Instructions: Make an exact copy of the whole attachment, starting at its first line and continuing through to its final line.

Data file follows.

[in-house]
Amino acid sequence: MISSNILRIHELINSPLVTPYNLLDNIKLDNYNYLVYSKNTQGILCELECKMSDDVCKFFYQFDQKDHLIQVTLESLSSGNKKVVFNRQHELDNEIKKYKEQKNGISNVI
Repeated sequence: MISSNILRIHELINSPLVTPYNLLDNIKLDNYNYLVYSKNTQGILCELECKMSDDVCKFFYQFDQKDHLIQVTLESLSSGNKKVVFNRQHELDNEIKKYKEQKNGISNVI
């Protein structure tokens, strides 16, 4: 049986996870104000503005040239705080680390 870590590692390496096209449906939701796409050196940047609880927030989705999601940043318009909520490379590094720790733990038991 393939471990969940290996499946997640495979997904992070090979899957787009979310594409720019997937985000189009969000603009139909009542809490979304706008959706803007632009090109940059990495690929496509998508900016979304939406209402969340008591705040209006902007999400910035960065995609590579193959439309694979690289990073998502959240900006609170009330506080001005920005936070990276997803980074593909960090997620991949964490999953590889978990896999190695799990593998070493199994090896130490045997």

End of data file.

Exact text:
[in-house]
Amino acid sequence: MISSNILRIHELINSPLVTPYNLLDNIKLDNYNYLVYSKNTQGILCELECKMSDDVCKFFYQFDQKDHLIQVTLESLSSGNKKVVFNRQHELDNEIKKYKEQKNGISNVI
Repeated sequence: MISSNILRIHELINSPLVTPYNLLDNIKLDNYNYLVYSKNTQGILCELECKMSDDVCKFFYQFDQKDHLIQVTLESLSSGNKKVVFNRQHELDNEIKKYKEQKNGISNVI
């Protein structure tokens, strides 16, 4: 049986996870104000503005040239705080680390 870590590692390496096209449906939701796409050196940047609880927030989705999601940043318009909520490379590094720790733990038991 393939471990969940290996499946997640495979997904992070090979899957787009979310594409720019997937985000189009969000603009139909009542809490979304706008959706803007632009090109940059990495690929496509998508900016979304939406209402969340008591705040209006902007999400910035960065995609590579193959439309694979690289990073998502959240900006609170009330506080001005920005936070990276997803980074593909960090997620991949964490999953590889978990896999190695799990593998070493199994090896130490045997």